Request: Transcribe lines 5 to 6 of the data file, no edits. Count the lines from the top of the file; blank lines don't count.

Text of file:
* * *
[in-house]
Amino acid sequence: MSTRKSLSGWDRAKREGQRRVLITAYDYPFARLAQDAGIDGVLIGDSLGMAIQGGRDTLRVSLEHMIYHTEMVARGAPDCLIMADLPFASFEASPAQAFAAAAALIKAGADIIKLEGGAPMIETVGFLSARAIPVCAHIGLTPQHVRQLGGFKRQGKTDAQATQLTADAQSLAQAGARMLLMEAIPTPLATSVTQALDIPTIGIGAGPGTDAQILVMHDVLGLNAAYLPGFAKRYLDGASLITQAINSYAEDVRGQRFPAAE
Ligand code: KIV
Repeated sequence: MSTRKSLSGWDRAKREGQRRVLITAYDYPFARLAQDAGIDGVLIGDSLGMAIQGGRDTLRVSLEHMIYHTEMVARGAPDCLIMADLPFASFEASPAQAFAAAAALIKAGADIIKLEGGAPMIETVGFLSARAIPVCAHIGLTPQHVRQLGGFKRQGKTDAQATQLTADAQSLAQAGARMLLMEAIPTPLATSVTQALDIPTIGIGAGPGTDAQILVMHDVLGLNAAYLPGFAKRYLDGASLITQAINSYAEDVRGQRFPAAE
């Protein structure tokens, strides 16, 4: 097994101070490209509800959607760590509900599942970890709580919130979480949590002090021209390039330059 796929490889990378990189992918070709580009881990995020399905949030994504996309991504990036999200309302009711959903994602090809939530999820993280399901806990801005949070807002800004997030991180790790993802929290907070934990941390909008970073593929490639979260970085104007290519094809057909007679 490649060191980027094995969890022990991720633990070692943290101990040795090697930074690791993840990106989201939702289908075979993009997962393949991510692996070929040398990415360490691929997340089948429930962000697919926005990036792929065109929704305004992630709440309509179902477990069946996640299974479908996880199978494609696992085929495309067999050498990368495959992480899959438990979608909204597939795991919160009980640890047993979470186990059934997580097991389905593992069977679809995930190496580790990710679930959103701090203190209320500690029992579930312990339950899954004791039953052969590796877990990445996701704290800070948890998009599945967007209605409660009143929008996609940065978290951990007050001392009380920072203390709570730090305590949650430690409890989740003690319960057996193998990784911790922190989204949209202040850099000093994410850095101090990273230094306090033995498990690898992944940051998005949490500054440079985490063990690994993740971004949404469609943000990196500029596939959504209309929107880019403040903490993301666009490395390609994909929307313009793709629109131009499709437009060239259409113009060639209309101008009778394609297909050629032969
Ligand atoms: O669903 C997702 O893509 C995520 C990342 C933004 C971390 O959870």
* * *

């Protein structure tokens, strides 16, 4: 097994101070490209509800959607760590509900599942970890709580919130979480949590002090021209390039330059 796929490889990378990189992918070709580009881990995020399905949030994504996309991504990036999200309302009711959903994602090809939530999820993280399901806990801005949070807002800004997030991180790790993802929290907070934990941390909008970073593929490639979260970085104007290519094809057909007679 490649060191980027094995969890022990991720633990070692943290101990040795090697930074690791993840990106989201939702289908075979993009997962393949991510692996070929040398990415360490691929997340089948429930962000697919926005990036792929065109929704305004992630709440309509179902477990069946996640299974479908996880199978494609696992085929495309067999050498990368495959992480899959438990979608909204597939795991919160009980640890047993979470186990059934997580097991389905593992069977679809995930190496580790990710679930959103701090203190209320500690029992579930312990339950899954004791039953052969590796877990990445996701704290800070948890998009599945967007209605409660009143929008996609940065978290951990007050001392009380920072203390709570730090305590949650430690409890989740003690319960057996193998990784911790922190989204949209202040850099000093994410850095101090990273230094306090033995498990690898992944940051998005949490500054440079985490063990690994993740971004949404469609943000990196500029596939959504209309929107880019403040903490993301666009490395390609994909929307313009793709629109131009499709437009060239259409113009060639209309101008009778394609297909050629032969
Ligand atoms: O669903 C997702 O893509 C995520 C990342 C933004 C971390 O959870």